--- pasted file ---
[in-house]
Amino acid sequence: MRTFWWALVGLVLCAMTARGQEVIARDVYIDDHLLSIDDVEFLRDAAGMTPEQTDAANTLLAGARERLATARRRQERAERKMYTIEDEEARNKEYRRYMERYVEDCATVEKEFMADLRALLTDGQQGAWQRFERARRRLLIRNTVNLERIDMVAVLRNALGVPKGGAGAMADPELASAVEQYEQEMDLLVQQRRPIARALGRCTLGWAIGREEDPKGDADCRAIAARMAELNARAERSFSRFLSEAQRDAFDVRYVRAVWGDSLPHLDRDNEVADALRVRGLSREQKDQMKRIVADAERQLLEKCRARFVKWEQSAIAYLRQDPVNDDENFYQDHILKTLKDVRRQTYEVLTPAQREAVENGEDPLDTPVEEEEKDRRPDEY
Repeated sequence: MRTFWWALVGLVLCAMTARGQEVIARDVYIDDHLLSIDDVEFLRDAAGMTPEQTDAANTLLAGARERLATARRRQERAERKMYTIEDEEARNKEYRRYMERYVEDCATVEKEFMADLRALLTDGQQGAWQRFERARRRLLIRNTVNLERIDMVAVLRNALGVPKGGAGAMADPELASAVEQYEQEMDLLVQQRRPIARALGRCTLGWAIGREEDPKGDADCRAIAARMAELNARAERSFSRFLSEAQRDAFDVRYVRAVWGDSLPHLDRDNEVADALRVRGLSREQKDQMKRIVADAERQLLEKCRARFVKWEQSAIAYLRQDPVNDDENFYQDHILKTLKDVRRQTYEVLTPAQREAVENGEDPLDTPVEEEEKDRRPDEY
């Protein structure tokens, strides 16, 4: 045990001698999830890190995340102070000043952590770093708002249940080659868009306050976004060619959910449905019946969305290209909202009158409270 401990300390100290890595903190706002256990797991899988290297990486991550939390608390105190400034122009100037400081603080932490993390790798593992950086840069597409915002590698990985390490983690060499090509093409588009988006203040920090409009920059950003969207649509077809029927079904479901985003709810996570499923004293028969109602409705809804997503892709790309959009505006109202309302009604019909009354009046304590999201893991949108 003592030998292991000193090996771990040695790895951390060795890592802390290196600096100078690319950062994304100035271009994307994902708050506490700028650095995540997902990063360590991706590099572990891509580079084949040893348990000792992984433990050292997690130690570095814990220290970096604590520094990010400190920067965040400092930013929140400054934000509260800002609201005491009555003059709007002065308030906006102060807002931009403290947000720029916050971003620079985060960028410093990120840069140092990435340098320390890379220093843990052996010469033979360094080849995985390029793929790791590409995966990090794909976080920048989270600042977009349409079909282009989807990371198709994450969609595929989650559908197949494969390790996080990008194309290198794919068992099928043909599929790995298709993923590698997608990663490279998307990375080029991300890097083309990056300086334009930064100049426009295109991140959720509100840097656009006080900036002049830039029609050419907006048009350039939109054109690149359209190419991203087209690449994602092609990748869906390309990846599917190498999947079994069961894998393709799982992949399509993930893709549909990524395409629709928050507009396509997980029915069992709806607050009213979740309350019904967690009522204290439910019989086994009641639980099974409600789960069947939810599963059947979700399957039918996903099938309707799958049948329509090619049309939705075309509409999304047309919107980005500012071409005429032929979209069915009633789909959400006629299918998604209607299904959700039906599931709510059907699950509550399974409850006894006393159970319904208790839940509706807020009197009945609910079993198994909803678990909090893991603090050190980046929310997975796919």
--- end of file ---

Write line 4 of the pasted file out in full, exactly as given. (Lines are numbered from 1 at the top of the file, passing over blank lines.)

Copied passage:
């Protein structure tokens, strides 16, 4: 045990001698999830890190995340102070000043952590770093708002249940080659868009306050976004060619959910449905019946969305290209909202009158409270 401990300390100290890595903190706002256990797991899988290297990486991550939390608390105190400034122009100037400081603080932490993390790798593992950086840069597409915002590698990985390490983690060499090509093409588009988006203040920090409009920059950003969207649509077809029927079904479901985003709810996570499923004293028969109602409705809804997503892709790309959009505006109202309302009604019909009354009046304590999201893991949108 003592030998292991000193090996771990040695790895951390060795890592802390290196600096100078690319950062994304100035271009994307994902708050506490700028650095995540997902990063360590991706590099572990891509580079084949040893348990000792992984433990050292997690130690570095814990220290970096604590520094990010400190920067965040400092930013929140400054934000509260800002609201005491009555003059709007002065308030906006102060807002931009403290947000720029916050971003620079985060960028410093990120840069140092990435340098320390890379220093843990052996010469033979360094080849995985390029793929790791590409995966990090794909976080920048989270600042977009349409079909282009989807990371198709994450969609595929989650559908197949494969390790996080990008194309290198794919068992099928043909599929790995298709993923590698997608990663490279998307990375080029991300890097083309990056300086334009930064100049426009295109991140959720509100840097656009006080900036002049830039029609050419907006048009350039939109054109690149359209190419991203087209690449994602092609990748869906390309990846599917190498999947079994069961894998393709799982992949399509993930893709549909990524395409629709928050507009396509997980029915069992709806607050009213979740309350019904967690009522204290439910019989086994009641639980099974409600789960069947939810599963059947979700399957039918996903099938309707799958049948329509090619049309939705075309509409999304047309919107980005500012071409005429032929979209069915009633789909959400006629299918998604209607299904959700039906599931709510059907699950509550399974409850006894006393159970319904208790839940509706807020009197009945609910079993198994909803678990909090893991603090050190980046929310997975796919």